How Grief Camp Reinforces the Need for Death Education in Elementary Schools


  • Keri-Lyn Durant Lakehead University


grief, death education, grief camp


Abstract: Established to help normalize the grieving process (Schuurman & Decristofaro, 2010), grief camps are traditionally for children and adolescents who have experienced a death-related loss. These camps take children and adolescents out of their daily environment, inviting them to express their grief in innovative and developmentally appropriate ways (Christ, 2000; Koocher, 1973; Laing & Moules, 2015; Neimeyer & Currier, 2009; O’Connor, 2002-2003; Schuurman & Decristofaro, 2010; Tonkins & Lambert, 1996). I am a volunteer at two grief camps in Manitoba and it is apparent that these camps not only fill a gap in the bereavement experiences of children and adolescents, but also highlight the need for more preparation in terms of dying, death, and loss. Pupils in Ontario spend almost 6,000 hours in elementary school (OECD, 2014), yet there is no curriculum that directly addresses death. As a microcosm, grief camp reinforces the need for death education on a macro level in elementary schools.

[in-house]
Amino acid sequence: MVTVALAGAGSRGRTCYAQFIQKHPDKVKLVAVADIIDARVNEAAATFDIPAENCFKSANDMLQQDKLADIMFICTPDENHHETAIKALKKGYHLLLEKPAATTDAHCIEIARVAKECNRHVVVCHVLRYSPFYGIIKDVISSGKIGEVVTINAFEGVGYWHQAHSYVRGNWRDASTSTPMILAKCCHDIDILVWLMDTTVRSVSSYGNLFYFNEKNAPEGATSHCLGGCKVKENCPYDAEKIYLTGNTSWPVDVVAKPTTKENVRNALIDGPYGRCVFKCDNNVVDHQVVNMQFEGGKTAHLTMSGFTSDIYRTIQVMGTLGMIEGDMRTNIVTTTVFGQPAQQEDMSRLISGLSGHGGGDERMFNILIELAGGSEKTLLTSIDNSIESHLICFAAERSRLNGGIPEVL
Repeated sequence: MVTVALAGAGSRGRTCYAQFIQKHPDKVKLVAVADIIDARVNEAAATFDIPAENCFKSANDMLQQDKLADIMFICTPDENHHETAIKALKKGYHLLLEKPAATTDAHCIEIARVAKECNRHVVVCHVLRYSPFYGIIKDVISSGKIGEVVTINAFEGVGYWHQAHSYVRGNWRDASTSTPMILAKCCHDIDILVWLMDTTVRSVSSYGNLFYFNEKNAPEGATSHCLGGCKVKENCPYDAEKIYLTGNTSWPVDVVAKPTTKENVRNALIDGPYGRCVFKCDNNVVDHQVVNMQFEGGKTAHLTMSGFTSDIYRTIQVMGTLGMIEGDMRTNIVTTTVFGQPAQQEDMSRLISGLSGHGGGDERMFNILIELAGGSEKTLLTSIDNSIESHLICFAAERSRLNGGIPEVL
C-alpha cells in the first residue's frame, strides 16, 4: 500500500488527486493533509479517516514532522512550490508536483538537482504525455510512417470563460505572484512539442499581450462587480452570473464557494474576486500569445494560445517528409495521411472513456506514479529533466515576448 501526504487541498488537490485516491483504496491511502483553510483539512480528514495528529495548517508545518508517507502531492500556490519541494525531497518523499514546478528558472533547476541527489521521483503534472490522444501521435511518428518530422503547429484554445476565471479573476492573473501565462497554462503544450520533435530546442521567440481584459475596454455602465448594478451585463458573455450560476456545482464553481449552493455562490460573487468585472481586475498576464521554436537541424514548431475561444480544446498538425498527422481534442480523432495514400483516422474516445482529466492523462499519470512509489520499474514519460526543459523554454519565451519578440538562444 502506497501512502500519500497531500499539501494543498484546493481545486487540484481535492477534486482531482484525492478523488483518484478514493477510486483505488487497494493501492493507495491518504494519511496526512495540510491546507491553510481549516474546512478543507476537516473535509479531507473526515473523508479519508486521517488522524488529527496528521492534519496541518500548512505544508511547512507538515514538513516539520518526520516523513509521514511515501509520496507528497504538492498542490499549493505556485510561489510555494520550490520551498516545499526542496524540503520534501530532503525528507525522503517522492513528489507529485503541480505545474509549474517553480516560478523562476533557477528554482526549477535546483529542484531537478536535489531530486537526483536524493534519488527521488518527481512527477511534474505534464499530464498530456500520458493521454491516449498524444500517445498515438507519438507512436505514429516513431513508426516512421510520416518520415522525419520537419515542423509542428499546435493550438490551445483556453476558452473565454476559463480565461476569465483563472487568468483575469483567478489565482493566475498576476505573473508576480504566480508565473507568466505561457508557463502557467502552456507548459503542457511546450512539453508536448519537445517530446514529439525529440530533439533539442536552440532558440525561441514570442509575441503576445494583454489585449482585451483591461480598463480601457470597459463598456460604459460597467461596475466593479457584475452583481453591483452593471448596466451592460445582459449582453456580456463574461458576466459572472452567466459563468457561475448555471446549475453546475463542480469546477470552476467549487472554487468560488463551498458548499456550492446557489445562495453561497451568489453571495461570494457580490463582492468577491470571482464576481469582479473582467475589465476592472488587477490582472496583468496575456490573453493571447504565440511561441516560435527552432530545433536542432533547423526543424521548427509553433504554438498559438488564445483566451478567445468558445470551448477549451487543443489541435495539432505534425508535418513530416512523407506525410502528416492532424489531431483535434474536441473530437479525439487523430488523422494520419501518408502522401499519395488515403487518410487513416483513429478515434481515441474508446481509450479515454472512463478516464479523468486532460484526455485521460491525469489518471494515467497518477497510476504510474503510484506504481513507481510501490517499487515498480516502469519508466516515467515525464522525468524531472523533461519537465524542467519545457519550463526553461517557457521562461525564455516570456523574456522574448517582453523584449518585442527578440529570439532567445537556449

Author Biography

Keri-Lyn Durant, Lakehead University

Keri-Lyn DurantPhD Educational Studies (student) / Arts Educator / Death Educator
Lakehead University






Position Paper/Essai